Every now and then, Slate departs from our standard Book Club format (in which two critics discuss a new book) by asking one of our critics to interrogate the author of the book in question and allowing the author to respond. This week, Stephen Metcalf will correspond with Walter Kirn, a book review critic for the New York Times, and the author of the recent Mission to America.
So utterly delightful is Mission to America, reviewing it almost seemed beside the point. (This is that rare occasion I've closed a book and am not filled with rage, despair, quibbles, or reflux, just that lightheaded bereavement at having no more of a good novel to read.) I'll try to keep the genuflecting here to a seemly minimum, but this is the most fun I've had with contemporary American fiction for a long time, maybe since Wonder Boys. I have many questions for you, but to orient the reader, I'll first describe the book and then do some lengthy quoting.
Mission to America tells the story Mason Plato Laverle and Elder Stark, two young men who have grown up in a community of religious separatists known as the Aboriginal Fulfilled Apostles. In one sense, Mason and Elder, like Shakers or the Amish or Mormons or even Scientologists, are ur-Americans, pure products of our weird open spaces. In another sense, they're totally un-American: They have never watched television, eaten junk food, or commingled with an outside world known only to Apostles as "Terrestria." With their numbers dwindling rapidly and a century of inbreeding now commonly producing freaks, the flock sends Mason and Elder out into Terrestria to proselytize, and if possible, to return with fecund women. Having sincerely adored this novel, I think I can be honest here and admit that I worried when I heard the premise. Har har, I thought, waiting (in vain, it turned out) for the by-the-numbers satire of Innocence Lost in Fast Food Nation. No such satire ever emerged, and some quoting will immediately alert the reader as to why.
Here is the description of Mason and Elder's early experience in "Snowshoe Springs," an affluent Telluride-like redoubt for the wayward, the rich, and especially the wayward rich:
As we rode through the streets in the morning, we waved at people, especially the younger women, and once in a while one of them smiled back at us. Most of the women struck us as remote, though. Their faces were hard and windburned. They carried water bottles. Their calves showed carpentered edges as they walked and their throat muscles shifted sharply when they spoke, as if separately manufacturing each word. It was hard to imagine them pregnant, though many were. The fetuses rode up high in firm round capsules that gave the impression of being detachable from their mothers' bodies, like the seats that un-hooked from the mighty eight-wheeled strollers they stuck the kids into after they were born so that they could be carried into restaurants and stowed beneath the tables.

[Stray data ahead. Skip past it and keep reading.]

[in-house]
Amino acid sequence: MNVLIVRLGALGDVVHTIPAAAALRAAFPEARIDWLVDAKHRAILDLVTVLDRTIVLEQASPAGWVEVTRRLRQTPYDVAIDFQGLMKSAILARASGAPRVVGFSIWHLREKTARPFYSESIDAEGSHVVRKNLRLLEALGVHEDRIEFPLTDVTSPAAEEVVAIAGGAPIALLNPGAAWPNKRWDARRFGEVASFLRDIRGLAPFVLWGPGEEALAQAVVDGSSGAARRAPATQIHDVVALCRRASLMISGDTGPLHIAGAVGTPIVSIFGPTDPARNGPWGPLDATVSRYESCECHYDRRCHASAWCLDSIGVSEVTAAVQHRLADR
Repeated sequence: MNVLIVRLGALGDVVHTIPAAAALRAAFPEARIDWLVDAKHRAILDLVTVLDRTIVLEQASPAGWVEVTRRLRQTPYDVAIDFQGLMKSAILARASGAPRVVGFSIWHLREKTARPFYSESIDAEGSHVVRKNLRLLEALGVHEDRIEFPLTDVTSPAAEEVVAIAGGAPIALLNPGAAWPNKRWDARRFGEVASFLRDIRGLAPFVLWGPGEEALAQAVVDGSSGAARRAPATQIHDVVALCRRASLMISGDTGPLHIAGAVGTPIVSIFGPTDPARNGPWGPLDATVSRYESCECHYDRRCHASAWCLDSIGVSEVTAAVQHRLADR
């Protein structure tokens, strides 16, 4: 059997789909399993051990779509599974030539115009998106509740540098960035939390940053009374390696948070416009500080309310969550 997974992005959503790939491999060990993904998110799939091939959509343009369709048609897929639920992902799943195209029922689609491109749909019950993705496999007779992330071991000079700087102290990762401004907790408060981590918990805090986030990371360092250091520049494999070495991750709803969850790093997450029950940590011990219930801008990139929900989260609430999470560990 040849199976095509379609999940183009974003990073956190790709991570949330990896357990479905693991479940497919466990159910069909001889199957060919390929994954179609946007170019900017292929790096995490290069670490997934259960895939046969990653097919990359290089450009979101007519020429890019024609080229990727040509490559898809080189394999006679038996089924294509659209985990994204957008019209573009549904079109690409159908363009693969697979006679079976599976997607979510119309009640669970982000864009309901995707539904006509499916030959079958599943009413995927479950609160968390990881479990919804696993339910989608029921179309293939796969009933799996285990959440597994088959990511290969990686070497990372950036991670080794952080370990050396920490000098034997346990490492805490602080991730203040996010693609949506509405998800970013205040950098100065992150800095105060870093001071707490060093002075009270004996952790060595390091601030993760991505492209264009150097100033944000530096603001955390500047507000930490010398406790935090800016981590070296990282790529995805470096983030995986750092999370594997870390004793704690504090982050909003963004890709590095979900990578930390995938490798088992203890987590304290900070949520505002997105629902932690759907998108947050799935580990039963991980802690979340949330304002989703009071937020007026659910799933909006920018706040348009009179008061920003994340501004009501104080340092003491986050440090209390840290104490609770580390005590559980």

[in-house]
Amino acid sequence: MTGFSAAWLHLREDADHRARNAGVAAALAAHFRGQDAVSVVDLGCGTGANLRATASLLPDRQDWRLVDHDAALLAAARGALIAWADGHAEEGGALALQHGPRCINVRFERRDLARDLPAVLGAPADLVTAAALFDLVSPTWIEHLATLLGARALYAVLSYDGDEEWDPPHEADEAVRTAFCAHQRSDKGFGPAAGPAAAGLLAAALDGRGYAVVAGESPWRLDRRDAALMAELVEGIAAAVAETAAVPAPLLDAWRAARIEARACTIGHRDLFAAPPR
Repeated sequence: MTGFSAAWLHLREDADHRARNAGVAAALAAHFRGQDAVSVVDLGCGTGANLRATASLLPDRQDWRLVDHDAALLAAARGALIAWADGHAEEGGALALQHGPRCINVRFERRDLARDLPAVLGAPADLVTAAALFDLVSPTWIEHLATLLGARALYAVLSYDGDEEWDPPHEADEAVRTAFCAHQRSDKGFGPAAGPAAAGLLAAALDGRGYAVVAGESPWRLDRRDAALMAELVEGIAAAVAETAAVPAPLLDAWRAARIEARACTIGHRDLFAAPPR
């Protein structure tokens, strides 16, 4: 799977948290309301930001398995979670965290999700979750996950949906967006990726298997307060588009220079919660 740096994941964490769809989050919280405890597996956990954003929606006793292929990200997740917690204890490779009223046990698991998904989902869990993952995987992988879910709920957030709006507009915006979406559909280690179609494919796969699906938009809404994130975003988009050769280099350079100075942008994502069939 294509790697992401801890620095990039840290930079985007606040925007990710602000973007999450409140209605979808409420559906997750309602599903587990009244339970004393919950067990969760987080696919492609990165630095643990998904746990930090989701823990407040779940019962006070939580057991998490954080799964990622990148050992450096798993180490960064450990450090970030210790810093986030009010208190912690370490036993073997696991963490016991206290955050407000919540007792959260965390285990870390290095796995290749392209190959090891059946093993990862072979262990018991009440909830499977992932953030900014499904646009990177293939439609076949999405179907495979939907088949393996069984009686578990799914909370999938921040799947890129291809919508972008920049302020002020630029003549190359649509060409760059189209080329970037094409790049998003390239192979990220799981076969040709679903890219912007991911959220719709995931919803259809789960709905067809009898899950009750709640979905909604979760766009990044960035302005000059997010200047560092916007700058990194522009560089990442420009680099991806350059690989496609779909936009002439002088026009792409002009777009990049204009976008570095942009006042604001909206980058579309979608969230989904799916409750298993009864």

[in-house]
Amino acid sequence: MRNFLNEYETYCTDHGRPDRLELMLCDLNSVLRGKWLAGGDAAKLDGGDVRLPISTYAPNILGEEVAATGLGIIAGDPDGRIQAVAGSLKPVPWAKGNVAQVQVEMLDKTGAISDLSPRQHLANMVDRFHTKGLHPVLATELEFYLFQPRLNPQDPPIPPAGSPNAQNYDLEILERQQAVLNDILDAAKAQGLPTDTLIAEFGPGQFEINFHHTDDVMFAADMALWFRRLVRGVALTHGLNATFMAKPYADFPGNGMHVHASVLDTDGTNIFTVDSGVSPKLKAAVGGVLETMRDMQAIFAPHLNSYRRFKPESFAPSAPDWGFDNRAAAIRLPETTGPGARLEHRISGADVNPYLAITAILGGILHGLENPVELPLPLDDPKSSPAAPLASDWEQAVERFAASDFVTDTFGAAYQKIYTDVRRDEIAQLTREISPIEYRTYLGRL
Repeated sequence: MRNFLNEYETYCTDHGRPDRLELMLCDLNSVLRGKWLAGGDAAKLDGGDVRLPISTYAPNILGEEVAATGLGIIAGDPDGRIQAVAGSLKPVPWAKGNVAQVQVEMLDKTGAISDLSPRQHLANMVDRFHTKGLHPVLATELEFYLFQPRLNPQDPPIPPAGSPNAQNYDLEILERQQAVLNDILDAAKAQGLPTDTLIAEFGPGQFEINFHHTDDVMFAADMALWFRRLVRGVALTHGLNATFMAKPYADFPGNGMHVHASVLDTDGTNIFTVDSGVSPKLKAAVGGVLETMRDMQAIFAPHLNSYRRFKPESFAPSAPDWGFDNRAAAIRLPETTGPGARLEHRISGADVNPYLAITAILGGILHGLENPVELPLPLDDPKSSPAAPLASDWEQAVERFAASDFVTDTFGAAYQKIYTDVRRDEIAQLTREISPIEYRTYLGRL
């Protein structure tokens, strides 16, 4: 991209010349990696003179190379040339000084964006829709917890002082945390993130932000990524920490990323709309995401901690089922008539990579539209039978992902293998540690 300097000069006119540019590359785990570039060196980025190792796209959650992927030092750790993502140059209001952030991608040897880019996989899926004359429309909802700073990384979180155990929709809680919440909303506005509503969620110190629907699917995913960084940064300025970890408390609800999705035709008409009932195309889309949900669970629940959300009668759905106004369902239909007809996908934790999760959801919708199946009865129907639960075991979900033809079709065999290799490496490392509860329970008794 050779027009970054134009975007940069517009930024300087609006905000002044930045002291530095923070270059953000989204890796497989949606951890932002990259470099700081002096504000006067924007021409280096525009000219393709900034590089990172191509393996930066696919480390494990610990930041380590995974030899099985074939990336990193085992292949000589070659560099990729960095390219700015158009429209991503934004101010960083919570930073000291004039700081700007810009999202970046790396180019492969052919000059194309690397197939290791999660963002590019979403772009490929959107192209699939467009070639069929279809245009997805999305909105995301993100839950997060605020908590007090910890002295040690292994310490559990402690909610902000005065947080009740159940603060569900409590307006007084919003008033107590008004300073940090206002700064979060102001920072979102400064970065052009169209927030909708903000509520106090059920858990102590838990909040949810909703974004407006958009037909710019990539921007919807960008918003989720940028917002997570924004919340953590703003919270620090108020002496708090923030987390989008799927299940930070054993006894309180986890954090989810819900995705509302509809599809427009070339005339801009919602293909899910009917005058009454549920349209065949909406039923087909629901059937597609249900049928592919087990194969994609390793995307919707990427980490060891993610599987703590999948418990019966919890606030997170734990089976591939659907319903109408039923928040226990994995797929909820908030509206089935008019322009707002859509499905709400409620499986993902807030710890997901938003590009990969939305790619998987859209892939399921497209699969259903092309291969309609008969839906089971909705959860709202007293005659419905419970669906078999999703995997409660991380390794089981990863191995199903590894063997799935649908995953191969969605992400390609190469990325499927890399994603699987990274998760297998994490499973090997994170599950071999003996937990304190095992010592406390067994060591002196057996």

I think the proper critical term for the above is: mad skillz, yo. What keeps the predictable novel I thought might be coming forever and totally at bay is the sheer cleverness of the author of this one, and an astute decision on his part, which was to make Mason, the book's narrator, nobody's fool. He's not some westerly minstrel act, with his starchy clothes and a stack of preposterously esoteric tracts on human digestion. Instead, Mason is a normal kid, attached as naturally as the rest of us to the horizons of his childhood but beckoned by the wider world. By not making up Mason's voice into a Huck Finn ventriloquist act, Mission to America never turned into the topical checklist I thought might be coming. This is instead an acutely observed fable. By way of example, when Mason and Elder finally make an inroad with some Terrestrians—a small coven of Wiccan hotties still, it turns out to Mason's growing alarm, in their learner's permit years—you give us a line of dialogue that encloses within it a world: "I have to go pick up my stepdad from drunk-driving class."
Everyone will call this book a "satire." It is not a satire. Simply put, its plot is too strong, its emotional topographies too rich and varied. Let me fill the reader in a little more, then I'll pepper you with some questions. Mason and Elder make their way into the tenuous graces of a rich, Ted Turner-like gazillionaire named Effingham. Having finally fed himself on simple carbs and network TV, Elder has warmed to Terrestria in vaguely sinister ways: He has a plan to try to convert "Eff, Sr." and so separate him from his money; this may, in turn, be tied to a plot to undo the legacy of the Apostles altogether. I can't do this justice without making plain: The book works because the simple nostalgic rectitude Mason feels for his own childhood place isn't silly or overdone. In fact, it's touching and believable; that Elder, in conspiracy with a craven Dale Carnegie-type named Lauer, might destroy the Apostles comes across as genuinely sad.
OK, enough summary and genuflecting. Here's what I know about you, Mr. Kirn: You write for the Times Book Review and some glossies, and a few years back, gave up the New York media biosphere to move to Montana. I'm curious about your own processes of discovery and self-discovery having made that move, because no way this novel could have been written without the starkness of your own transition serving as its backdrop. Also, I need to know: Your literary celebrity has deservedly risen in recent years. Have you found yourself in the vapid but somehow narcotic company of the rootless rich, and their various hangers-on? I ask because the descriptions of the Effinghams and their world are so apt, they seem to have emerged from some field work on your part. And also: Am I right? The word "satire" seems completely wrong to me. The book isn't nearly flat enough for that label to properly affix.